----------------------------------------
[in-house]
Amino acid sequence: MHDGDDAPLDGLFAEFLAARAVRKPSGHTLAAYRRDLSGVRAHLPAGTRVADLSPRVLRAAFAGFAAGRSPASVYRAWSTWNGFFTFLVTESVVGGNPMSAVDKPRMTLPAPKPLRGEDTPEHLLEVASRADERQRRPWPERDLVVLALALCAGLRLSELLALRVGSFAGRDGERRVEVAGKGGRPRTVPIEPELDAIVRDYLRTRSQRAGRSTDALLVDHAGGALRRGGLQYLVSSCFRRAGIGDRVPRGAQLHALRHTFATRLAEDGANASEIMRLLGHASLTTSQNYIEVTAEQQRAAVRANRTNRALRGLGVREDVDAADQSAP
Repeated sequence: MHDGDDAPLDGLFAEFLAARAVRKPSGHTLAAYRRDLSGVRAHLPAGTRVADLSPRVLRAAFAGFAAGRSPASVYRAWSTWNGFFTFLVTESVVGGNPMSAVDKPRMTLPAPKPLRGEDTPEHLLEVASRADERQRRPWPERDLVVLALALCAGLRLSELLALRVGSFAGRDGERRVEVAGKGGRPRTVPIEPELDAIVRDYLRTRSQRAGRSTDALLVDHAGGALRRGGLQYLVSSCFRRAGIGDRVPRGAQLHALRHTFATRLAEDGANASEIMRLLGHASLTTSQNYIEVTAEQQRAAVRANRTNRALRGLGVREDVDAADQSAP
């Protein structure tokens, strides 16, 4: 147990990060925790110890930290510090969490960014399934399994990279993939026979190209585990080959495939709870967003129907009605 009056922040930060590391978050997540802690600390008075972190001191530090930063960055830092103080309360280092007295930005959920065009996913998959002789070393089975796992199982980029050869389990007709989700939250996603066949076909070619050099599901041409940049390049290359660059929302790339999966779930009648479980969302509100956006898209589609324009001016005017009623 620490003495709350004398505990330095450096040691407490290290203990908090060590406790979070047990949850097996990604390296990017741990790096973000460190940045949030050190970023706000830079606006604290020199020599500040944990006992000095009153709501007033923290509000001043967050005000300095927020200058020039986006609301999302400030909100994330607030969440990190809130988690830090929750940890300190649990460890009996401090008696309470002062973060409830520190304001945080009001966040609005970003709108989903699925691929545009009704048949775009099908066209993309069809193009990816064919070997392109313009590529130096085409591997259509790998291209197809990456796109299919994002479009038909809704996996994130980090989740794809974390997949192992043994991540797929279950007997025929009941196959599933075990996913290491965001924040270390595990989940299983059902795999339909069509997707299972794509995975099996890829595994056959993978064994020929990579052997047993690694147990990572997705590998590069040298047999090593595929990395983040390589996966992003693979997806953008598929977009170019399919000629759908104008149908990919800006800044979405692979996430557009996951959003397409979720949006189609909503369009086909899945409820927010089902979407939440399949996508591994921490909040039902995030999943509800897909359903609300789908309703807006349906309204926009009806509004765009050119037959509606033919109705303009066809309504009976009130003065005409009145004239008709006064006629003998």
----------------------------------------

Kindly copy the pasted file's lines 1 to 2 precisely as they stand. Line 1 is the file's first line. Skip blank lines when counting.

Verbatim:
[in-house]
Amino acid sequence: MHDGDDAPLDGLFAEFLAARAVRKPSGHTLAAYRRDLSGVRAHLPAGTRVADLSPRVLRAAFAGFAAGRSPASVYRAWSTWNGFFTFLVTESVVGGNPMSAVDKPRMTLPAPKPLRGEDTPEHLLEVASRADERQRRPWPERDLVVLALALCAGLRLSELLALRVGSFAGRDGERRVEVAGKGGRPRTVPIEPELDAIVRDYLRTRSQRAGRSTDALLVDHAGGALRRGGLQYLVSSCFRRAGIGDRVPRGAQLHALRHTFATRLAEDGANASEIMRLLGHASLTTSQNYIEVTAEQQRAAVRANRTNRALRGLGVREDVDAADQSAP